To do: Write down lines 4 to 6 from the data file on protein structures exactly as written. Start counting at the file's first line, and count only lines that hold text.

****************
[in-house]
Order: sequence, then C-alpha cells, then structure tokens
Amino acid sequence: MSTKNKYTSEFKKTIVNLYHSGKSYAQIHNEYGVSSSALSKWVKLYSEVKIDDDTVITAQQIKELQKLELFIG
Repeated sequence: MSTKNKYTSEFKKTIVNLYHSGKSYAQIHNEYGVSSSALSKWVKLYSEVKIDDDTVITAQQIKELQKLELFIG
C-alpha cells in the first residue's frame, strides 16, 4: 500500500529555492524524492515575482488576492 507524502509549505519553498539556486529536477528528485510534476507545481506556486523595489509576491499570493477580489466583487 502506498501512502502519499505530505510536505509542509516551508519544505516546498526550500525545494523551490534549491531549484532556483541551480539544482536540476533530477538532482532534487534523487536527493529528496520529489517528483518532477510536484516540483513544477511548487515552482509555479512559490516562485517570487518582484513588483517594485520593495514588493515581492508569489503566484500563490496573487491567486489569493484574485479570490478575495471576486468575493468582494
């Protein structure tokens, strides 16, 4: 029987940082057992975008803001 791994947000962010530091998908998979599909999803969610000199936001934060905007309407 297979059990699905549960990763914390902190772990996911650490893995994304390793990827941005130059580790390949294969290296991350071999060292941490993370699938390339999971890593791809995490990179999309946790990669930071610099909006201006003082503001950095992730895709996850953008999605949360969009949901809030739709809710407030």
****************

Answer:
Repeated sequence: MSTKNKYTSEFKKTIVNLYHSGKSYAQIHNEYGVSSSALSKWVKLYSEVKIDDDTVITAQQIKELQKLELFIG
C-alpha cells in the first residue's frame, strides 16, 4: 500500500529555492524524492515575482488576492 507524502509549505519553498539556486529536477528528485510534476507545481506556486523595489509576491499570493477580489466583487 502506498501512502502519499505530505510536505509542509516551508519544505516546498526550500525545494523551490534549491531549484532556483541551480539544482536540476533530477538532482532534487534523487536527493529528496520529489517528483518532477510536484516540483513544477511548487515552482509555479512559490516562485517570487518582484513588483517594485520593495514588493515581492508569489503566484500563490496573487491567486489569493484574485479570490478575495471576486468575493468582494
């Protein structure tokens, strides 16, 4: 029987940082057992975008803001 791994947000962010530091998908998979599909999803969610000199936001934060905007309407 297979059990699905549960990763914390902190772990996911650490893995994304390793990827941005130059580790390949294969290296991350071999060292941490993370699938390339999971890593791809995490990179999309946790990669930071610099909006201006003082503001950095992730895709996850953008999605949360969009949901809030739709809710407030």